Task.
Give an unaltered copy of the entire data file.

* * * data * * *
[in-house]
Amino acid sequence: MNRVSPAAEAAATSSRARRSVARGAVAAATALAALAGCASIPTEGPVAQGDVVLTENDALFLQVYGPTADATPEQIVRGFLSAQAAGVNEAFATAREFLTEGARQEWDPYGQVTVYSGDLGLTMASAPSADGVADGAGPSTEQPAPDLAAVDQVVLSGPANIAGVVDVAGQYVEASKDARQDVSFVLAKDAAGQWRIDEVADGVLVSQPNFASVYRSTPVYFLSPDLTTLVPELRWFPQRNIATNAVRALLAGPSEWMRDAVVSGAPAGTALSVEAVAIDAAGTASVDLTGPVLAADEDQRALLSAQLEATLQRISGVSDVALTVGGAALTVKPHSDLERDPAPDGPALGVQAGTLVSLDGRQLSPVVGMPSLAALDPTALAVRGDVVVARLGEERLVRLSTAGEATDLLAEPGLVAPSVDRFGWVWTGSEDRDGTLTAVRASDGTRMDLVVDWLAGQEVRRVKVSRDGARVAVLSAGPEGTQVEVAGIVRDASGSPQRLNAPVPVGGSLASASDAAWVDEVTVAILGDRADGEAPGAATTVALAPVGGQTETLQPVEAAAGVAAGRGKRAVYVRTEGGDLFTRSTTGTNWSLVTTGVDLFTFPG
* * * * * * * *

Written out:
[in-house]
Amino acid sequence: MNRVSPAAEAAATSSRARRSVARGAVAAATALAALAGCASIPTEGPVAQGDVVLTENDALFLQVYGPTADATPEQIVRGFLSAQAAGVNEAFATAREFLTEGARQEWDPYGQVTVYSGDLGLTMASAPSADGVADGAGPSTEQPAPDLAAVDQVVLSGPANIAGVVDVAGQYVEASKDARQDVSFVLAKDAAGQWRIDEVADGVLVSQPNFASVYRSTPVYFLSPDLTTLVPELRWFPQRNIATNAVRALLAGPSEWMRDAVVSGAPAGTALSVEAVAIDAAGTASVDLTGPVLAADEDQRALLSAQLEATLQRISGVSDVALTVGGAALTVKPHSDLERDPAPDGPALGVQAGTLVSLDGRQLSPVVGMPSLAALDPTALAVRGDVVVARLGEERLVRLSTAGEATDLLAEPGLVAPSVDRFGWVWTGSEDRDGTLTAVRASDGTRMDLVVDWLAGQEVRRVKVSRDGARVAVLSAGPEGTQVEVAGIVRDASGSPQRLNAPVPVGGSLASASDAAWVDEVTVAILGDRADGEAPGAATTVALAPVGGQTETLQPVEAAAGVAAGRGKRAVYVRTEGGDLFTRSTTGTNWSLVTTGVDLFTFPG